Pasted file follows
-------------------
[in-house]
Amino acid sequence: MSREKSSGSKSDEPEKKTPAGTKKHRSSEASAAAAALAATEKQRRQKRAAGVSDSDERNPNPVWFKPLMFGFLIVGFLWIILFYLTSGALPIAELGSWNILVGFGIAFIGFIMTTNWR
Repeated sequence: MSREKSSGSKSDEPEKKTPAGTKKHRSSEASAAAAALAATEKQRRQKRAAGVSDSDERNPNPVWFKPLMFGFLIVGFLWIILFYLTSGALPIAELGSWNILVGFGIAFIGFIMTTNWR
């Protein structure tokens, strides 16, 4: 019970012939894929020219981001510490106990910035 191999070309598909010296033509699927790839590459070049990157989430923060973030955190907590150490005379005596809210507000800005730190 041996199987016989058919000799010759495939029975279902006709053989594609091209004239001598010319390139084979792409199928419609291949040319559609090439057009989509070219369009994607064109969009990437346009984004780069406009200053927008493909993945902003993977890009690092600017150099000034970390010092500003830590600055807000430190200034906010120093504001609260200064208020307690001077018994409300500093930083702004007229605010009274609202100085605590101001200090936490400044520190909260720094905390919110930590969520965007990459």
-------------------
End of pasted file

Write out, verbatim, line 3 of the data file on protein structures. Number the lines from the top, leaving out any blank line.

Repeated sequence: MSREKSSGSKSDEPEKKTPAGTKKHRSSEASAAAAALAATEKQRRQKRAAGVSDSDERNPNPVWFKPLMFGFLIVGFLWIILFYLTSGALPIAELGSWNILVGFGIAFIGFIMTTNWR